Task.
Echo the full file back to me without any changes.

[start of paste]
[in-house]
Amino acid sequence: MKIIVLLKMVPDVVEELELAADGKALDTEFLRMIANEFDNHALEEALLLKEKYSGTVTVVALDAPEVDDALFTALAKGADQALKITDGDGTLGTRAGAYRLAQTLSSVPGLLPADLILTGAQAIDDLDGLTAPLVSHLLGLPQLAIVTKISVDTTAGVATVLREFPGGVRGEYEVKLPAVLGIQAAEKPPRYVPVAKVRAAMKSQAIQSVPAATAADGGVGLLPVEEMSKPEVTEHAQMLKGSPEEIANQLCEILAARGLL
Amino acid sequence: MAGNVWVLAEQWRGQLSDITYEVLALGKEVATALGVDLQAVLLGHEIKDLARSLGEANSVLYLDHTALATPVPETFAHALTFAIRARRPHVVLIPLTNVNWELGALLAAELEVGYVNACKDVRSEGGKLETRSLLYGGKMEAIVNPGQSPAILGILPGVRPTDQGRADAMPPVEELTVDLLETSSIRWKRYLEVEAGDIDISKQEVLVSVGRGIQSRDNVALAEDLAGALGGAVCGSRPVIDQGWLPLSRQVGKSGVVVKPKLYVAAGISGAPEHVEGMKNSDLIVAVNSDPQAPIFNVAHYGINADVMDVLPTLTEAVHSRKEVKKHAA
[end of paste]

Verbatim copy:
[in-house]
Amino acid sequence: MKIIVLLKMVPDVVEELELAADGKALDTEFLRMIANEFDNHALEEALLLKEKYSGTVTVVALDAPEVDDALFTALAKGADQALKITDGDGTLGTRAGAYRLAQTLSSVPGLLPADLILTGAQAIDDLDGLTAPLVSHLLGLPQLAIVTKISVDTTAGVATVLREFPGGVRGEYEVKLPAVLGIQAAEKPPRYVPVAKVRAAMKSQAIQSVPAATAADGGVGLLPVEEMSKPEVTEHAQMLKGSPEEIANQLCEILAARGLL
Amino acid sequence: MAGNVWVLAEQWRGQLSDITYEVLALGKEVATALGVDLQAVLLGHEIKDLARSLGEANSVLYLDHTALATPVPETFAHALTFAIRARRPHVVLIPLTNVNWELGALLAAELEVGYVNACKDVRSEGGKLETRSLLYGGKMEAIVNPGQSPAILGILPGVRPTDQGRADAMPPVEELTVDLLETSSIRWKRYLEVEAGDIDISKQEVLVSVGRGIQSRDNVALAEDLAGALGGAVCGSRPVIDQGWLPLSRQVGKSGVVVKPKLYVAAGISGAPEHVEGMKNSDLIVAVNSDPQAPIFNVAHYGINADVMDVLPTLTEAVHSRKEVKKHAA